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A Canadian Forces CC-177 Globemaster transport plane carrying the first group of Afghan refugees who supported Canada’s mission in Afghanistan arrives at Toronto Pearson International Airport in Mississauga, Ontario on Aug. 4, 2021.CPL RACHAEL ALLEN/DND/Reuters

The United States arguably hasn’t lost a war, meaning a real military defeat and not just withdrawal, since it invaded Canada in 1812. But it hasn’t won a peace – defined as the establishment of a stable, successful, postwar society – since South Korea, nearly 70 years ago.

That’s because military power, no matter how advanced the weapons or how good the cause, cannot build anything. Just as a wrecking ball can make space for something new, so war can, sometimes, set the stage for a better future. But military force, by itself, can no more create a functioning society than a demolition crew can erect a skyscraper.

Twenty years ago, the Taliban government that sheltered al-Qaeda was overthrown. The old regime having been removed by overwhelming force, the U.S. and its allies, Canada not least among them, found themselves trying to figure out what to replace it with, and how.

Washington spent US$2.2-trillion on the exercise, and the allies spent tens of billions of dollars more. Yet with each passing year, success receded ever further into the distance. Why? The answer, like so much in Afghanistan, was elusive.

So the focus remained on military tactics rather than political strategy. Western troops and advisers rotated in for a few months, drank their three cups of tea, tried to understand the place on the other side of the blast walls, and then rotated out.

The last two decades in Afghanistan were like Lost in Translation meets Groundhog Day. Minus the laughs.

The end followed the script. It seems like only days ago – wait, it was only days ago – that U.S. President Joe Biden was saying the Afghan security forces were more numerous than the Taliban, and had more modern weapons such as planes, so surely they could resist without American boots on the ground and birds in the air.

On paper, it was true. Yet once the U.S. confirmed that the Afghans really were on their own, a kind of contagious loss of confidence seemed to sweep the country. Provincial capital after provincial capital fell, almost overnight, many with little or no fighting. It wasn’t long before the Taliban were taking selfies inside the presidential palace, which was handed over without a shot.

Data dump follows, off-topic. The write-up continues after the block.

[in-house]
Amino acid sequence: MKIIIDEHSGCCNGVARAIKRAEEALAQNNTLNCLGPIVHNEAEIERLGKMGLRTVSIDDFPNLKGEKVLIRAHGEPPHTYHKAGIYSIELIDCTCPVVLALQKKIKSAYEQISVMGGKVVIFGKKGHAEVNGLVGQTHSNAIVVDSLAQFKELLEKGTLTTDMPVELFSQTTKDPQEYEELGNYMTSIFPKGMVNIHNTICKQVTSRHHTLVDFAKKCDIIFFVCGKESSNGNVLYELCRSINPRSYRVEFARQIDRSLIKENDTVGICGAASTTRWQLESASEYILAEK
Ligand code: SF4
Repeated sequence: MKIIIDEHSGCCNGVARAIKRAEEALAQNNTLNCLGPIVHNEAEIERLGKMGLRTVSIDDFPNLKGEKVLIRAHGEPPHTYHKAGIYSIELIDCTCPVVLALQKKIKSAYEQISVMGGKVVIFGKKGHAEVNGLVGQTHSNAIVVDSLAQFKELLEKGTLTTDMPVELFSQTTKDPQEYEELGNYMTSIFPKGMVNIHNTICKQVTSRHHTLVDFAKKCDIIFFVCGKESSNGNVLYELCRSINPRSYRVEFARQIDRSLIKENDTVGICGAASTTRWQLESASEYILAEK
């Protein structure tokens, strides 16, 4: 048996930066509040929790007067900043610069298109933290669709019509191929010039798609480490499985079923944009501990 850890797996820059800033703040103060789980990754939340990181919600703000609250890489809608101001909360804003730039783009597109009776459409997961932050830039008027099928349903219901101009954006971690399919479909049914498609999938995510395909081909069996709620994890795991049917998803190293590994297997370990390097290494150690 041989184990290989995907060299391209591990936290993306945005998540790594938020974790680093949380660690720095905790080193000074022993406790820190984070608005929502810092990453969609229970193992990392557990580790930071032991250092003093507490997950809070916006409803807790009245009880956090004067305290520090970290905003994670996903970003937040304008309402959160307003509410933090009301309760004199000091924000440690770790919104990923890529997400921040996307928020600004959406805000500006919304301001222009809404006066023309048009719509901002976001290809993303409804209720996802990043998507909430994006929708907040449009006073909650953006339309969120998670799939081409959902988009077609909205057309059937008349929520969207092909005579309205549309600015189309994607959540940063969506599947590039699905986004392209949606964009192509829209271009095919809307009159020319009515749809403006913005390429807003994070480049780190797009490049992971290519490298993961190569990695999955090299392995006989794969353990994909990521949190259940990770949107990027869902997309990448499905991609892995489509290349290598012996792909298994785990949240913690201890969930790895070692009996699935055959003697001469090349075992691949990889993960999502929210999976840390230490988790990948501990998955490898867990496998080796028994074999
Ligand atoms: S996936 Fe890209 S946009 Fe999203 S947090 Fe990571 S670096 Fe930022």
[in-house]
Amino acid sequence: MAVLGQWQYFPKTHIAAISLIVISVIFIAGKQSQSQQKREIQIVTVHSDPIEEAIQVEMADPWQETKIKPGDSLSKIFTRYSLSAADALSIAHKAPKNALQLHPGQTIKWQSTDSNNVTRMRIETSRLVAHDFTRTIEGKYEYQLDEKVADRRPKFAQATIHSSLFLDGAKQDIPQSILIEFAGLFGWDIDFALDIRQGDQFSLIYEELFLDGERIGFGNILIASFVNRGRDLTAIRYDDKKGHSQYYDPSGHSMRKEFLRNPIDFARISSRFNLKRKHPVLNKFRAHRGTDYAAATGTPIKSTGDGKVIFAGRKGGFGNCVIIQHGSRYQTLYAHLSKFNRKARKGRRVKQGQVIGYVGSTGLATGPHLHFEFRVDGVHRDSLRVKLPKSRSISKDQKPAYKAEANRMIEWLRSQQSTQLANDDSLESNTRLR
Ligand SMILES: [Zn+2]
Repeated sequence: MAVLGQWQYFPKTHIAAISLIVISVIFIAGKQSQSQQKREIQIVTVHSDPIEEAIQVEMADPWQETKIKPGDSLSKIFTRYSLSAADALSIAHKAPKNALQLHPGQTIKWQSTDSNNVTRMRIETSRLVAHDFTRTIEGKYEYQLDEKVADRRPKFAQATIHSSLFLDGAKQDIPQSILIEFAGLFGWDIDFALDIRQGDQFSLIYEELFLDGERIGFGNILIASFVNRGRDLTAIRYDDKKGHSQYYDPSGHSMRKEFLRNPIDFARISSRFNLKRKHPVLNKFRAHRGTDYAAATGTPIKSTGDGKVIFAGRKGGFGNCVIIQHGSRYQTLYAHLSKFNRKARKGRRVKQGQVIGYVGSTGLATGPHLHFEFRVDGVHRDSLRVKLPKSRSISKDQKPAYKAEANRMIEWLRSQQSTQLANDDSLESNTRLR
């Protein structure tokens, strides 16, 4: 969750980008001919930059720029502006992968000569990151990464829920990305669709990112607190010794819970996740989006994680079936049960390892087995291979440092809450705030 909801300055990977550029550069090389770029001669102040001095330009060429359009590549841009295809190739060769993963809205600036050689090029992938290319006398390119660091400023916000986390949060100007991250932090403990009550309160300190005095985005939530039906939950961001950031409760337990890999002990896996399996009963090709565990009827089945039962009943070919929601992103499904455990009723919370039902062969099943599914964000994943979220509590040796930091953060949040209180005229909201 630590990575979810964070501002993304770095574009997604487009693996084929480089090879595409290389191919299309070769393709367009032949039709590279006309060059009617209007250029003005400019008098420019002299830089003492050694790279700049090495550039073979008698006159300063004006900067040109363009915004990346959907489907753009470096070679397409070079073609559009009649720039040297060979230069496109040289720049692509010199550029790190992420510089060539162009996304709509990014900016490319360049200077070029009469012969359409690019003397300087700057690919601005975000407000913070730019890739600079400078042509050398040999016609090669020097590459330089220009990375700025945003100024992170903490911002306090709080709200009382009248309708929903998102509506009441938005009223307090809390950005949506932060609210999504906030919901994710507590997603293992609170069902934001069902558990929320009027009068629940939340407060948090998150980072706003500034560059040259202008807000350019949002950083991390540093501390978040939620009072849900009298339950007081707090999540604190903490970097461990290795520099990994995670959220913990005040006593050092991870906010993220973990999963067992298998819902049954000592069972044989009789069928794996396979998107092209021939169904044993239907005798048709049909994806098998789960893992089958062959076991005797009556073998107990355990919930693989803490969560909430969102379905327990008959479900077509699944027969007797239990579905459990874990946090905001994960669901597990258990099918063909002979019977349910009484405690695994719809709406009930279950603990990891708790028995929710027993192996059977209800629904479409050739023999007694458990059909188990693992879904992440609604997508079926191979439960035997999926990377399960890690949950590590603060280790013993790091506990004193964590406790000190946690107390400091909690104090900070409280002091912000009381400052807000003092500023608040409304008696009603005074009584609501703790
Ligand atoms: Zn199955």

As happened time and again over two decades, Western governments learned that, no matter how many spy satellites and drones may have been watching the country, they didn’t really know what was going on.

Among the governments caught off guard was the one in Ottawa.

Canada had spent months ignoring the mounting danger to Afghans who had worked with Canadian diplomats and troops; Ottawa only recently began to seriously plan to bring them to Canada. The plan, however, assumed no need to move any faster than the speed of bureaucracy. The abrupt fall of Kabul has left many of our former allies stuck in Afghanistan, in grave danger.

As for Ottawa’s pledge to take in 20,000 Afghan refugees, announced just before the election call, it’s the right move. But once again, the situation in Afghanistan is such that actually escaping from the country will be, for many, difficult or impossible.

The chief victims of this week’s tragedy, and of the past 20 years, are the Afghan people. Like most human beings not lucky enough to live in a place such as Canada, they were presented with a menu of terrible choices: the incompetence and corruption of the government that has now fallen, or the Taliban’s theocratic terror state.

It’s important to remember that tens of thousands of Afghan soldiers and police died fighting the Taliban; their losses far exceed those of Western troops. Millions of Afghans feared the return of Taliban rule, which is why the world could see another mass exodus of refugees.

If even a small amount of U.S. military support had continued, particularly air support, things likely would have turned out differently. The Taliban could have taken some provinces, but not all, and nowhere near as quickly. The regime’s spine might have stiffened, and the confidence of those who oppose the Taliban with it.

But that’s history now. For Canada and the world, this is now a rescue mission. Ottawa’s task in the coming days is to move heaven and earth to secure the escape of those Afghans who worked with and for Canada. And beyond that: Prepare for the coming refugee crisis.

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